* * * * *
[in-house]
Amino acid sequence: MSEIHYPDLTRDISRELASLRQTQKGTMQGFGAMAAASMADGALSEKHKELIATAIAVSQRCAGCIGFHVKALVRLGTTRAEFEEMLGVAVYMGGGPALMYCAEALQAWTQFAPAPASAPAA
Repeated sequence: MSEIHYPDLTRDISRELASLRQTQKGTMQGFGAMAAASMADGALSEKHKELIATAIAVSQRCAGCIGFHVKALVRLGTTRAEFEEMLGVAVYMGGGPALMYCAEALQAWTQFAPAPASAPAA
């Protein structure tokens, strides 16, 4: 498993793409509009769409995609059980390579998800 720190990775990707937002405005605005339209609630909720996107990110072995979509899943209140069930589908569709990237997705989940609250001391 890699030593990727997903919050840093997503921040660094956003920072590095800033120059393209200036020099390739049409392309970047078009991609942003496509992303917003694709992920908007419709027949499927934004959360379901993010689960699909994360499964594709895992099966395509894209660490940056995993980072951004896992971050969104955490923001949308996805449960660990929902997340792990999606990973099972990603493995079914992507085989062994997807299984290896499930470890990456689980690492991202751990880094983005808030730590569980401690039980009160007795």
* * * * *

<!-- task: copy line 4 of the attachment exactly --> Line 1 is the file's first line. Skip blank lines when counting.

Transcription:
């Protein structure tokens, strides 16, 4: 498993793409509009769409995609059980390579998800 720190990775990707937002405005605005339209609630909720996107990110072995979509899943209140069930589908569709990237997705989940609250001391 890699030593990727997903919050840093997503921040660094956003920072590095800033120059393209200036020099390739049409392309970047078009991609942003496509992303917003694709992920908007419709027949499927934004959360379901993010689960699909994360499964594709895992099966395509894209660490940056995993980072951004896992971050969104955490923001949308996805449960660990929902997340792990999606990973099972990603493995079914992507085989062994997807299984290896499930470890990456689980690492991202751990880094983005808030730590569980401690039980009160007795």